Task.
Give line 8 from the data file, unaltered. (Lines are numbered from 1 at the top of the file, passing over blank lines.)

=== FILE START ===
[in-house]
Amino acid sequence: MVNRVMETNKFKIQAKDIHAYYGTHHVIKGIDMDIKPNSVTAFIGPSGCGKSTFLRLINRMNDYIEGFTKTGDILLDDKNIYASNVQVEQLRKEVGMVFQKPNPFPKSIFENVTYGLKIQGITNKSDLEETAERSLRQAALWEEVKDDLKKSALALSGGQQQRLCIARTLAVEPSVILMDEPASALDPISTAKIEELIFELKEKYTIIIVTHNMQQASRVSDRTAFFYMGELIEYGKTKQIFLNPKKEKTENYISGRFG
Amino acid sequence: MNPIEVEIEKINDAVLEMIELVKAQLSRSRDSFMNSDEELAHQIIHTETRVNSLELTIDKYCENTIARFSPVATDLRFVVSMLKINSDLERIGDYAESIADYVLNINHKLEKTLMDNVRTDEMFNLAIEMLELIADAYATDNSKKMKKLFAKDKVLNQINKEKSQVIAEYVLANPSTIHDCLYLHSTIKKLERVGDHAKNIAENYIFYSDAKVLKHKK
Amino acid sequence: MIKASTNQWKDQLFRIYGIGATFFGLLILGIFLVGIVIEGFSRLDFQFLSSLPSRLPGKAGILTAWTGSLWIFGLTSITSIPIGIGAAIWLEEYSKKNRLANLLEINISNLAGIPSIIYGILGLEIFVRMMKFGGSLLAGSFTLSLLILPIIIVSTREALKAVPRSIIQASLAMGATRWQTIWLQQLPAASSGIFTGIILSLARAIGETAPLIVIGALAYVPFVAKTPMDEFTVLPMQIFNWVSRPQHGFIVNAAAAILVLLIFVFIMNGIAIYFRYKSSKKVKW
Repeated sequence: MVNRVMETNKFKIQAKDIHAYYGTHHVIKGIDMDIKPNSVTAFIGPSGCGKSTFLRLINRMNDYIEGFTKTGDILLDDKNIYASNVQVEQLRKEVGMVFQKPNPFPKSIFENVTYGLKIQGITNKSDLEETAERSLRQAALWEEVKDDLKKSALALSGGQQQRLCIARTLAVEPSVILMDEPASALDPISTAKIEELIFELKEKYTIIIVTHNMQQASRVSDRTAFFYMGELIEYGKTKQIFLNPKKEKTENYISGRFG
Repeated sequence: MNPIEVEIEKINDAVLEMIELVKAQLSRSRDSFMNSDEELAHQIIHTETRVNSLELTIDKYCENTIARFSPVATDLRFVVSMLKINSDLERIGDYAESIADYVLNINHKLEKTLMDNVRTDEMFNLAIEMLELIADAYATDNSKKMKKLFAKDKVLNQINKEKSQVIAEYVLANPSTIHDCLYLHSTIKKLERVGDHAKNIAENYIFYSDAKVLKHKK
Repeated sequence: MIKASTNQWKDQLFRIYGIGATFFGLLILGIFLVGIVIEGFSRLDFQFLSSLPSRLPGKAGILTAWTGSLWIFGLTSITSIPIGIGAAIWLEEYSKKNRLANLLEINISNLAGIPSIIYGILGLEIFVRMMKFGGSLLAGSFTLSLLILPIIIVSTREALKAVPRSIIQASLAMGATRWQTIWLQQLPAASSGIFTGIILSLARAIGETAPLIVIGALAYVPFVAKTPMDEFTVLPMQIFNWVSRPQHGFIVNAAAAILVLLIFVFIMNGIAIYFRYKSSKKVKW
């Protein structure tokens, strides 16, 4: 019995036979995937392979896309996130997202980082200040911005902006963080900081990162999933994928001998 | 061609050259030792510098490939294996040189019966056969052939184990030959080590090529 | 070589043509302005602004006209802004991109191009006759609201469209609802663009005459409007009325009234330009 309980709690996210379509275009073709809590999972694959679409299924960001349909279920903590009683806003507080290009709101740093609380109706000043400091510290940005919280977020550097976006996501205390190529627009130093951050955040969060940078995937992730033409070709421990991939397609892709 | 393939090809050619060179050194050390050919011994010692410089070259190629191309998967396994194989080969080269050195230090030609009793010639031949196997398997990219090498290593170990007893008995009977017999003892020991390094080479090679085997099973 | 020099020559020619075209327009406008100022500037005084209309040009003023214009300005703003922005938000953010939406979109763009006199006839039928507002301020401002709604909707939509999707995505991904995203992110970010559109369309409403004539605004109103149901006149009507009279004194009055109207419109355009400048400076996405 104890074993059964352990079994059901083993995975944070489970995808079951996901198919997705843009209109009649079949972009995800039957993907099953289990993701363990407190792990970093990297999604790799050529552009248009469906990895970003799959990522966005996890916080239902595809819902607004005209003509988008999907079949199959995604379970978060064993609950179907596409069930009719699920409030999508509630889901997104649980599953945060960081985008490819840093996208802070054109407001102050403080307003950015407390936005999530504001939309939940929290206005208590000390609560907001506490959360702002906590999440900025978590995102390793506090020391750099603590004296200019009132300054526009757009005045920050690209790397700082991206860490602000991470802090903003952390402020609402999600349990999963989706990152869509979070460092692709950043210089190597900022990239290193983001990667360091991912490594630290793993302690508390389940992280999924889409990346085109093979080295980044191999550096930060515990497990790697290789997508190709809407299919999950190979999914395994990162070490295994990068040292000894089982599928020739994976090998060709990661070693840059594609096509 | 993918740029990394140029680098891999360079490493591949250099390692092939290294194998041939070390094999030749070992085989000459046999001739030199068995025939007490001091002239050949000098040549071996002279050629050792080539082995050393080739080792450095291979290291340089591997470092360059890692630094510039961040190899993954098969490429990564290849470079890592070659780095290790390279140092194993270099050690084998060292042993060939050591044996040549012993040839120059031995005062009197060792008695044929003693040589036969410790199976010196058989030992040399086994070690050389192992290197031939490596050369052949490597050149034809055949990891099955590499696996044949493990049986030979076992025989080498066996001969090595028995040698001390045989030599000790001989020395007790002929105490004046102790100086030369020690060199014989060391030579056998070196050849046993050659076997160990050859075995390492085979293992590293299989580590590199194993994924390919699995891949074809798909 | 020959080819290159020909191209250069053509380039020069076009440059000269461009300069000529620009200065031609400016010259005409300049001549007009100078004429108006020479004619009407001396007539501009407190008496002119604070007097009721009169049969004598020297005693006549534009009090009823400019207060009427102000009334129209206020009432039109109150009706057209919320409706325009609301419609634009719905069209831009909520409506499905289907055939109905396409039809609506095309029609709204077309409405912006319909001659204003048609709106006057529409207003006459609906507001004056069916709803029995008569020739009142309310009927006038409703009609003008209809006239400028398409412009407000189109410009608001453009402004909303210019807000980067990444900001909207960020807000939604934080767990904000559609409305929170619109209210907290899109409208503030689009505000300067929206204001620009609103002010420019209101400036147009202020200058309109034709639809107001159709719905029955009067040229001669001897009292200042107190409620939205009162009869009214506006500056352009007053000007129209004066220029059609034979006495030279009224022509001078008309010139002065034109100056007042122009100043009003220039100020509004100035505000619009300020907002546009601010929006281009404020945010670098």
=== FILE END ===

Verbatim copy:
């Protein structure tokens, strides 16, 4: 019995036979995937392979896309996130997202980082200040911005902006963080900081990162999933994928001998 | 061609050259030792510098490939294996040189019966056969052939184990030959080590090529 | 070589043509302005602004006209802004991109191009006759609201469209609802663009005459409007009325009234330009 309980709690996210379509275009073709809590999972694959679409299924960001349909279920903590009683806003507080290009709101740093609380109706000043400091510290940005919280977020550097976006996501205390190529627009130093951050955040969060940078995937992730033409070709421990991939397609892709 | 393939090809050619060179050194050390050919011994010692410089070259190629191309998967396994194989080969080269050195230090030609009793010639031949196997398997990219090498290593170990007893008995009977017999003892020991390094080479090679085997099973 | 020099020559020619075209327009406008100022500037005084209309040009003023214009300005703003922005938000953010939406979109763009006199006839039928507002301020401002709604909707939509999707995505991904995203992110970010559109369309409403004539605004109103149901006149009507009279004194009055109207419109355009400048400076996405 104890074993059964352990079994059901083993995975944070489970995808079951996901198919997705843009209109009649079949972009995800039957993907099953289990993701363990407190792990970093990297999604790799050529552009248009469906990895970003799959990522966005996890916080239902595809819902607004005209003509988008999907079949199959995604379970978060064993609950179907596409069930009719699920409030999508509630889901997104649980599953945060960081985008490819840093996208802070054109407001102050403080307003950015407390936005999530504001939309939940929290206005208590000390609560907001506490959360702002906590999440900025978590995102390793506090020391750099603590004296200019009132300054526009757009005045920050690209790397700082991206860490602000991470802090903003952390402020609402999600349990999963989706990152869509979070460092692709950043210089190597900022990239290193983001990667360091991912490594630290793993302690508390389940992280999924889409990346085109093979080295980044191999550096930060515990497990790697290789997508190709809407299919999950190979999914395994990162070490295994990068040292000894089982599928020739994976090998060709990661070693840059594609096509 | 993918740029990394140029680098891999360079490493591949250099390692092939290294194998041939070390094999030749070992085989000459046999001739030199068995025939007490001091002239050949000098040549071996002279050629050792080539082995050393080739080792450095291979290291340089591997470092360059890692630094510039961040190899993954098969490429990564290849470079890592070659780095290790390279140092194993270099050690084998060292042993060939050591044996040549012993040839120059031995005062009197060792008695044929003693040589036969410790199976010196058989030992040399086994070690050389192992290197031939490596050369052949490597050149034809055949990891099955590499696996044949493990049986030979076992025989080498066996001969090595028995040698001390045989030599000790001989020395007790002929105490004046102790100086030369020690060199014989060391030579056998070196050849046993050659076997160990050859075995390492085979293992590293299989580590590199194993994924390919699995891949074809798909 | 020959080819290159020909191209250069053509380039020069076009440059000269461009300069000529620009200065031609400016010259005409300049001549007009100078004429108006020479004619009407001396007539501009407190008496002119604070007097009721009169049969004598020297005693006549534009009090009823400019207060009427102000009334129209206020009432039109109150009706057209919320409706325009609301419609634009719905069209831009909520409506499905289907055939109905396409039809609506095309029609709204077309409405912006319909001659204003048609709106006057529409207003006459609906507001004056069916709803029995008569020739009142309310009927006038409703009609003008209809006239400028398409412009407000189109410009608001453009402004909303210019807000980067990444900001909207960020807000939604934080767990904000559609409305929170619109209210907290899109409208503030689009505000300067929206204001620009609103002010420019209101400036147009202020200058309109034709639809107001159709719905029955009067040229001669001897009292200042107190409620939205009162009869009214506006500056352009007053000007129209004066220029059609034979006495030279009224022509001078008309010139002065034109100056007042122009100043009003220039100020509004100035505000619009300020907002546009601010929006281009404020945010670098």